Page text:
2005: Phil’s Fantastic Finish
Champion: Phil Mickelson, Rancho Santa Fe, Calif.
Site: Baltusrol Golf Club -- Springfield, N.J.
Date: Aug. 11-14
Par: 34-36--70 (7,392 yards)
Field: 156 Cut at 150 (79 players advanced)
SPRINGFIELD, N.J. (AP) -- Phil Mickelson delivered another dramatic finish in a major on Monday, flopping a chip out of deep rough to 2 feet for a birdie on the final hole and a one-shot victory in the PGA Championship.
The putt wasn't nearly as long as his 18-footer to win the Masters last year, and there was no need to jump for joy this time.
Still, it was a sweet conclusion to a major championship season that had gone sour until he put together his best golf of the summer stretched over five days at Baltusrol by a storm-delayed final round.
It was the first Monday finish at the PGA Championship in 19 years. And not since 1986 at Inverness had a player from the last group won with a birdie on the 72nd hole at the final major.
Bob Tway got his by holing a bunker shot to deny Greg Norman. Mickelson's chip from about 50 feet wasn't nearly dramatic, but it was no less effective.
Steve Elkington, then Thomas Bjorn, came to the 554-yard closing hole with a chance to make birdie. Elkington grazed the left edge of the cup from 10 feet. Bjorn pulled his second shot into the left bunker and blasted to 20 feet, his putt looking good all the way until it caught the inside edge of the cup and spun out.
Mickelson was 247 yards away, some 10 yards behind the plaque in the fairway that commemorated the 1-iron Jack Nicklaus hit to the green in 1967 to win the U.S. Open. He tapped it twice with his 4-wood for luck, but the shot came up short in grass that covered the tops of his shoes.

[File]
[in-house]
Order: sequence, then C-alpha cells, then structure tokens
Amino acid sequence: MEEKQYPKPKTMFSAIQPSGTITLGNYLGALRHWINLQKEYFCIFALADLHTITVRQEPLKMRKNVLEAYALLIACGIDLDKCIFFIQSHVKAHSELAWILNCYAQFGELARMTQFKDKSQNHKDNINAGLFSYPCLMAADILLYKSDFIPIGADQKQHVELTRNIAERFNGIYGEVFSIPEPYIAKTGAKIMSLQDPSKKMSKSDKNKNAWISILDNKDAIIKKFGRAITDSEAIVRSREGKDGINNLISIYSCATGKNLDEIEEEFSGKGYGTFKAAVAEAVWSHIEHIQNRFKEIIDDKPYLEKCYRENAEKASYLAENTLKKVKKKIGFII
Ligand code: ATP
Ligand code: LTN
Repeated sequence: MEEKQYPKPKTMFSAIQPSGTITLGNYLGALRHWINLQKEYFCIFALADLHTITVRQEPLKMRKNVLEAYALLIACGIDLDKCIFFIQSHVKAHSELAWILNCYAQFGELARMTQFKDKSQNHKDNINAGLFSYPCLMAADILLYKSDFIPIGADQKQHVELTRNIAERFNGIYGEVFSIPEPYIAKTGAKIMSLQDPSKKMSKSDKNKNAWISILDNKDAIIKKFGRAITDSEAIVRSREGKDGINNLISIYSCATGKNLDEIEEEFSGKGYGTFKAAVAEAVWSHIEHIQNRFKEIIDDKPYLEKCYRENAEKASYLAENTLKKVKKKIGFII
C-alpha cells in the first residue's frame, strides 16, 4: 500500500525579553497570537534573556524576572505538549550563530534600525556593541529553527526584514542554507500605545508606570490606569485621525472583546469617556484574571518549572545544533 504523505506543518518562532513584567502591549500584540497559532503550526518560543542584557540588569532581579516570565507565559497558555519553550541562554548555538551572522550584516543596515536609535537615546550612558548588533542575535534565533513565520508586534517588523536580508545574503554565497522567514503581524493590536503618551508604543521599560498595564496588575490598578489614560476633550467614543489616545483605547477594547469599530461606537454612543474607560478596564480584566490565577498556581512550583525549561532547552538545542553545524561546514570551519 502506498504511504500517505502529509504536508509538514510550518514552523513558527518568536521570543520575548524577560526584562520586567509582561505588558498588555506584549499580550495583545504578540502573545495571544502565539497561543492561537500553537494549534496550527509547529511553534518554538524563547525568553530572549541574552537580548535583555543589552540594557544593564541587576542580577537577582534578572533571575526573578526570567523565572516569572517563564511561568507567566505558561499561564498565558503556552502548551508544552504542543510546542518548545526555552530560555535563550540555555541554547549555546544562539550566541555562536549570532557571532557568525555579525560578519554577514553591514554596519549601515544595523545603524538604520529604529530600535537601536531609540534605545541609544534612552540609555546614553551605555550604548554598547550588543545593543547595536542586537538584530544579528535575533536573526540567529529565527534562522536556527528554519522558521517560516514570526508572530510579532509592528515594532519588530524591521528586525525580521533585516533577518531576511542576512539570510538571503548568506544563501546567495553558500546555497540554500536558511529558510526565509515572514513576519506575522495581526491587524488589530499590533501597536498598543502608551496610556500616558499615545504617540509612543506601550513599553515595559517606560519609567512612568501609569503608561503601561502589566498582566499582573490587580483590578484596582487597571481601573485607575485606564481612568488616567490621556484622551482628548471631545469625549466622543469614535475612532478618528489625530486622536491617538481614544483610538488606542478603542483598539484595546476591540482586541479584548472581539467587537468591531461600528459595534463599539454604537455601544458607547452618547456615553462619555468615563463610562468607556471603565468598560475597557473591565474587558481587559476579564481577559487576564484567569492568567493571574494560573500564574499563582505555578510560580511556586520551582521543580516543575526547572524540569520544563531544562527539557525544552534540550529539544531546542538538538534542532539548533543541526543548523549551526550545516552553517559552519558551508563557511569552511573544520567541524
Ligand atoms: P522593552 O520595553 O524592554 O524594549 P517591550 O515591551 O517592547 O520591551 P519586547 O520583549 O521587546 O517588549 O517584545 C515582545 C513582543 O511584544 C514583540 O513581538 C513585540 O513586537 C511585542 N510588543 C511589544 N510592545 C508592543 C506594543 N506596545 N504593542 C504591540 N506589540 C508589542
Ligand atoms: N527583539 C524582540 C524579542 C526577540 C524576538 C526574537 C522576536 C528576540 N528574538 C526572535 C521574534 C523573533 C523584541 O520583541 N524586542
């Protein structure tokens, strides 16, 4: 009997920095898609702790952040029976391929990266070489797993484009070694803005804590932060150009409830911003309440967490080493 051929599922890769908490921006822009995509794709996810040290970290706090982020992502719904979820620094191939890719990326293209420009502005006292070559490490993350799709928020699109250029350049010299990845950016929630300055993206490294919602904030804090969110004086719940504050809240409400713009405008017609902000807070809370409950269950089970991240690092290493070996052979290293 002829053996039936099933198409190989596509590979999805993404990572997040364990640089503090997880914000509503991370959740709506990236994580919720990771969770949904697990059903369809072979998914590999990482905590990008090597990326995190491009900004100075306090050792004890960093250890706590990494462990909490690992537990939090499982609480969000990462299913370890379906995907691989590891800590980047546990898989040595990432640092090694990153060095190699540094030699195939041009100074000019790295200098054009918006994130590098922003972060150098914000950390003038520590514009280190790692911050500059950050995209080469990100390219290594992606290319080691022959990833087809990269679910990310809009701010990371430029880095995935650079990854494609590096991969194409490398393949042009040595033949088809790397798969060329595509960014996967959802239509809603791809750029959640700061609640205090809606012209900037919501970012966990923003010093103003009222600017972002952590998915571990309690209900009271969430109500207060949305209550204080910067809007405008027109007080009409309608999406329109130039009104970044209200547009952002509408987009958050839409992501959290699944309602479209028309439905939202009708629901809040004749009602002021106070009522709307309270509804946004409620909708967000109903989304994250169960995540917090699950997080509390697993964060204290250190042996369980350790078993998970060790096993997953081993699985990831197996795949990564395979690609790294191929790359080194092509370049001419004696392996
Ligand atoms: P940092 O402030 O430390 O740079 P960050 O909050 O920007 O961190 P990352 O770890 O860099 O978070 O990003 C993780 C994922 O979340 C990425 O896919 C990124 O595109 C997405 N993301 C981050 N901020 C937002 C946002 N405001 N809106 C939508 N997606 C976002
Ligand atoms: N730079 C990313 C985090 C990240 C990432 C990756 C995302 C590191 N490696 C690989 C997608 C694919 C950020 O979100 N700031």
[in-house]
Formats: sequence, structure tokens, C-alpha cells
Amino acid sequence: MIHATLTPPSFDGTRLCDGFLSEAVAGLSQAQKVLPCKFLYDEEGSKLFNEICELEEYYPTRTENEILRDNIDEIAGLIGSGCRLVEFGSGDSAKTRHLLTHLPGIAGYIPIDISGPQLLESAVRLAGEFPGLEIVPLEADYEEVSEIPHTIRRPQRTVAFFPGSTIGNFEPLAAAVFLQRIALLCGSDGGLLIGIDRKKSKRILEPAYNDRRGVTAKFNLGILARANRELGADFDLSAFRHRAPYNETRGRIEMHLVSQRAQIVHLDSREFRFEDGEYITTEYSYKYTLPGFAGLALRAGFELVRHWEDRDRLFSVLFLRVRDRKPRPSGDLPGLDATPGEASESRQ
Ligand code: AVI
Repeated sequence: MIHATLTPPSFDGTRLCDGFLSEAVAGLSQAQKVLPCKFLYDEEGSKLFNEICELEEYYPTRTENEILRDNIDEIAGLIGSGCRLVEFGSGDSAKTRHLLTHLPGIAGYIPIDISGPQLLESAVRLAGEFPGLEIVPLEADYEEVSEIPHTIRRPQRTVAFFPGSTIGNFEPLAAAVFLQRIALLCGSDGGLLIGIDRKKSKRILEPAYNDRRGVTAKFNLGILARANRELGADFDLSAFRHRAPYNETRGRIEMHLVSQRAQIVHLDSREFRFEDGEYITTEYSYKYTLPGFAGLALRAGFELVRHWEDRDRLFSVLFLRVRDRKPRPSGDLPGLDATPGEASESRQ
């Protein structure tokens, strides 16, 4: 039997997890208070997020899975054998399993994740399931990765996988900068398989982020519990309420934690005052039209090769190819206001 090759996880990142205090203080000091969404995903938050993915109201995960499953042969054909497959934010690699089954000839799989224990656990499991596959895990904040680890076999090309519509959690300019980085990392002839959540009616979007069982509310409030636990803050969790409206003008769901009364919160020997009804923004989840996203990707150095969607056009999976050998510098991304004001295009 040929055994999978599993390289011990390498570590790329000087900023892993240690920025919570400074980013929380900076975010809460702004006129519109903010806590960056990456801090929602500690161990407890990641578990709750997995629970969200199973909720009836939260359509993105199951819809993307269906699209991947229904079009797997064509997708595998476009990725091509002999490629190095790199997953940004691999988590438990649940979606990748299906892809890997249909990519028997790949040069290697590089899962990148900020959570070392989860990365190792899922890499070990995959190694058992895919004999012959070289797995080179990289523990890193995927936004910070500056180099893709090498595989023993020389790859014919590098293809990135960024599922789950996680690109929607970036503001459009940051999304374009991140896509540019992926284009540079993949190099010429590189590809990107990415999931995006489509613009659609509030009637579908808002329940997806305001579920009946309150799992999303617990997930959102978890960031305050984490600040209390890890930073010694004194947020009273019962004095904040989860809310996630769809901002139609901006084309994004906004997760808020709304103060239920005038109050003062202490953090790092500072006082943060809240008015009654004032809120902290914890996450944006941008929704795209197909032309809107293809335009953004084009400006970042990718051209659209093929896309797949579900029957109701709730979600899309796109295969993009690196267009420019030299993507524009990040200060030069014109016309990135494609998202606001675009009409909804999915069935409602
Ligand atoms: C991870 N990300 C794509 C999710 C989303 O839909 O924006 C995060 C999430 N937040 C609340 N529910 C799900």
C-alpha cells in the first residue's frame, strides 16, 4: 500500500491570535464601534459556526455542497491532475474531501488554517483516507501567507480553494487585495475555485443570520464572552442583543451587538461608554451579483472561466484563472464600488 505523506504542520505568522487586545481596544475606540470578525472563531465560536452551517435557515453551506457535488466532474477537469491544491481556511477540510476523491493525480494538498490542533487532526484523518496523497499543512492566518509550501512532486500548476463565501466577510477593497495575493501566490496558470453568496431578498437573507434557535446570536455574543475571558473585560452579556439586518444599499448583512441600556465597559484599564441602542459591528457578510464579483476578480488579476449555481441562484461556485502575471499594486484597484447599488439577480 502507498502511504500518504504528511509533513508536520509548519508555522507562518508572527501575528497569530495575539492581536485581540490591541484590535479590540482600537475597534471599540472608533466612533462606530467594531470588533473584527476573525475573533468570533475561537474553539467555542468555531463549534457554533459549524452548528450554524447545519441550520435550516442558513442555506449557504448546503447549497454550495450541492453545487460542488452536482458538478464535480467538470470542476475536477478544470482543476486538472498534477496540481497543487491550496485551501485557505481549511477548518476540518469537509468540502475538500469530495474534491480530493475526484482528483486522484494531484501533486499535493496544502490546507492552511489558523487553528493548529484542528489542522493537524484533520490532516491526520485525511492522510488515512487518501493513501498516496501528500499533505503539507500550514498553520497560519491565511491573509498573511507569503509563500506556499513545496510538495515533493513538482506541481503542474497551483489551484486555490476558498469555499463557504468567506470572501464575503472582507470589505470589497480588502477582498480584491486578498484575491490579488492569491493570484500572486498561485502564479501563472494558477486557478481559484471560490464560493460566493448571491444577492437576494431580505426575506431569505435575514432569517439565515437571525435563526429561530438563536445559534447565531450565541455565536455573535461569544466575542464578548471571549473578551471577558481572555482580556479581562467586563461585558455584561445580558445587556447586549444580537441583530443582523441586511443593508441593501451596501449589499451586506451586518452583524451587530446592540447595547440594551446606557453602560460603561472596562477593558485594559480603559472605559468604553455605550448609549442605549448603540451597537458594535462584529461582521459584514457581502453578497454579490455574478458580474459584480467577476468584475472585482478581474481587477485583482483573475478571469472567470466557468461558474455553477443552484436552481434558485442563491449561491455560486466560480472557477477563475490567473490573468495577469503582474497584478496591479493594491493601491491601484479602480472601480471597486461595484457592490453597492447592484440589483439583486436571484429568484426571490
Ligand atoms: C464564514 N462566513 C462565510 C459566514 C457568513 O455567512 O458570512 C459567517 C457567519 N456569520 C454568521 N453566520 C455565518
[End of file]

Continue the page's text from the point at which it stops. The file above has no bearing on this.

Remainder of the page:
The flop came out perfect, and Mickelson raised his arms and lightly pumped his fist twice. The final putt was merely a tap-in, giving Lefty another year with a major trophy.
"It was a shot that I struggled with out of the rough this week," Mickelson said. "I tried to remember some of the shots I hit as a kid in my backyard. I hit it aggressively, and the ball popped up nicely, and it rolled smoothly."
Mickelson closed with a 2-over 72, playing the final four holes Monday morning at even par.
He joined Tiger Woods, Nick Faldo and Curtis Strange as the only players in the last 20 years to win majors in consecutive years.
"If there's anybody you'd back to get up-and-down from there, it's Phil Mickelson," Bjorn said. "He's not a one-major guy, he's a 10-major guy. And it's going to be easier and easier for him to win them now."
Mickelson finished at 4-under 276 and earned $1.17 million for his fourth victory of the year, matching Woods and Vijay Singh for the most on the PGA Tour this year. He also moved ahead of Ernie Els to No. 3 in the world rankings.
Elkington shot 71 and Bjorn had a 72, both leaving Baltusrol haunted by missed chances.
"There's a lot to be said to be the last guy out there, having the final say," Elkington said. "Thomas and I both had good chances to birdie 18 and couldn't do it."
His par to finish at 3-under 277 meant Woods was free to leave.